But what is "normal" in China can be altered under duress. When Chinese authorities ordered Microsoft to surrender its software's underlying source codes--the keys to encryption--as the price of doing business there, Microsoft chose to fight, spearheading an unprecedented Beijing-based coalition of American, Japanese, and European Chambers of Commerce. Faced with being left behind technologically, the Chinese authorities dropped their demands. Theoretically, China's desire to be part of the Internet should have given the capitalists who wired it similar leverage. Instead, the leverage all seems to have remained with the government, as Western companies fell all over themselves bidding for its favor. AOL, Netscape Communications, and Sun Microsystems all helped disseminate government propaganda by backing the China Internet Corporation, an arm of the state-run Xinhua news agency.

Not to be outdone, Sparkice, a Canadian Internet colossus, splashily announced that it would serve up only state-sanctioned news on its website. Nortel provides software for voice and closed-circuit camera recognition--technology that the Public Security Bureau has already put to good use, according to the Chinese press. AOL is quietly weighing the pros and cons of informing on dissidents if the Public Security Bureau so requests; the right decision would clearly speed Chinese approval for AOL to offer Internet services and perhaps get a foothold in the Chinese television market. In fact, AOL signed a landmark deal with a Chinese station at the end of October. Smaller American companies and smaller nations smell the blood. Along with Chinese officials, they dominate Chinese Internet-security trade shows. China Telecom is considering purchasing software from iCognito, an Israeli company that invented a program called "artificial content recognition," which surfs along just ahead of you, learning as it censors in real time. It was built to filter "gambling, shopping, job search, pornography, stock quotes, or other non-business material," but the first question from the Chinese buyers is invariably: Can it stop Falun Gong?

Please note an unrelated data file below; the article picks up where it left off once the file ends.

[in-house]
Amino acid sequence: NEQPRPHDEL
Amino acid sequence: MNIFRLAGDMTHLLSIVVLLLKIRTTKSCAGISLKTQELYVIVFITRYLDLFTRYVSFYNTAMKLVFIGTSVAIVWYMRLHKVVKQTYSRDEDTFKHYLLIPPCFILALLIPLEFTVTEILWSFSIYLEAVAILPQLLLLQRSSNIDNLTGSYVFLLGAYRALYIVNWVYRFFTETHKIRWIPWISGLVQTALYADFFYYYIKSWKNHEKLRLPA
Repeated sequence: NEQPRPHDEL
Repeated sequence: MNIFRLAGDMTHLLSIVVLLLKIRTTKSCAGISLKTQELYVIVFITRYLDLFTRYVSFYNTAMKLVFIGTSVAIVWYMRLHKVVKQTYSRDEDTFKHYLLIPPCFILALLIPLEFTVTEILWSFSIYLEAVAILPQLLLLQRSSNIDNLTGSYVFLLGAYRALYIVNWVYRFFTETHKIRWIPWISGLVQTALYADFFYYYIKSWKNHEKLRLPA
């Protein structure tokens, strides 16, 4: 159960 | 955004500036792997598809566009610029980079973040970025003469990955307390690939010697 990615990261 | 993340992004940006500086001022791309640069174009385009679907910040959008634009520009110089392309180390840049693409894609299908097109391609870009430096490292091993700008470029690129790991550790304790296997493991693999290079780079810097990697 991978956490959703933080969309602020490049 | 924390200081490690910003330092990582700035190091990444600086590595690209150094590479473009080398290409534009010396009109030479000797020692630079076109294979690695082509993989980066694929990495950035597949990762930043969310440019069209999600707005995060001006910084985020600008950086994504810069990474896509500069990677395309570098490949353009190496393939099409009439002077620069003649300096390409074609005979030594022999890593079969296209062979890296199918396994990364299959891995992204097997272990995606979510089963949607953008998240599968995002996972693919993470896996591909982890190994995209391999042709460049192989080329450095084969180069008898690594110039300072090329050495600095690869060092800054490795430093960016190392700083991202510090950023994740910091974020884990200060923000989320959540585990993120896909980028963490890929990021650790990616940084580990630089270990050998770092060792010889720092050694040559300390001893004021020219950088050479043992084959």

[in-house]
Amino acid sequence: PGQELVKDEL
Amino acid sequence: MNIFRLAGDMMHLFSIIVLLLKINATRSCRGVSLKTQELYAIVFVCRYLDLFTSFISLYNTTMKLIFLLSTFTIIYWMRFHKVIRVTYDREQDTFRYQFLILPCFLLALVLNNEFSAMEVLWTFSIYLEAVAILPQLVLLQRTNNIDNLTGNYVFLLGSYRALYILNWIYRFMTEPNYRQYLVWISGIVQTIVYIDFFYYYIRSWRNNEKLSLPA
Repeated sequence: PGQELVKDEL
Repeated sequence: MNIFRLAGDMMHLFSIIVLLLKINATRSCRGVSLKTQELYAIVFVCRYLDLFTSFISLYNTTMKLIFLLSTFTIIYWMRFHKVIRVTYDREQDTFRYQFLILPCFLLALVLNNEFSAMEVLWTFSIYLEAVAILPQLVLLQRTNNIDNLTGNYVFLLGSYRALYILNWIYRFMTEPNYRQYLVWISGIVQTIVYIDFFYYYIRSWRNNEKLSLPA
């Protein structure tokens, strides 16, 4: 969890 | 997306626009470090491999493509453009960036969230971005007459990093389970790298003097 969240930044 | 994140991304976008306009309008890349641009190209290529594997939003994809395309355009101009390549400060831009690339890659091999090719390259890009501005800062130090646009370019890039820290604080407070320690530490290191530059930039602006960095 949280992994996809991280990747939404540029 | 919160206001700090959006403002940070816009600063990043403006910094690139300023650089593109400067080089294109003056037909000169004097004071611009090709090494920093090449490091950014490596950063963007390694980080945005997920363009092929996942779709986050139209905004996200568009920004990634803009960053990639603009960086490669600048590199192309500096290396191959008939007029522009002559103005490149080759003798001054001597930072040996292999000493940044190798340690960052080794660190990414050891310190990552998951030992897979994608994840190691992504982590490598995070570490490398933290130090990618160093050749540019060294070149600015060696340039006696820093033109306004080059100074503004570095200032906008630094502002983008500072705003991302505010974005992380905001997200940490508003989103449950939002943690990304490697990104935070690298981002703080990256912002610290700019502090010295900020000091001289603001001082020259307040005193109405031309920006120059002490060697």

In the wake of terrorist attacks on America, some of the byplay between Beijing and its entrepreneurial suitors has taken on new significance. According to James Mulvenon of Rand Corporation, Network Associates, a U.S. web security firm, gained entry to the Chinese market by helpfully donating 300 live computer viruses to the Public Security Bureau. The U.S. embassy has already monitored the picture.exe virus, which worms into a user's computer and then quietly sabotages the widely available encryption software Pretty Good Privacy by sending the personal encryption keys to China. Last August's notorious Code Red worm, which some thought originated in China, appears to have been little more than an amateur nuisance. But Chinese military reports on unconventional warfare explicitly advocate coordinated virus attacks to debilitate U.S. communication and financial systems during a crisis. America may expect a more sophisticated visit from the offspring of a Network Associates sample virus in the future.

(to be continued)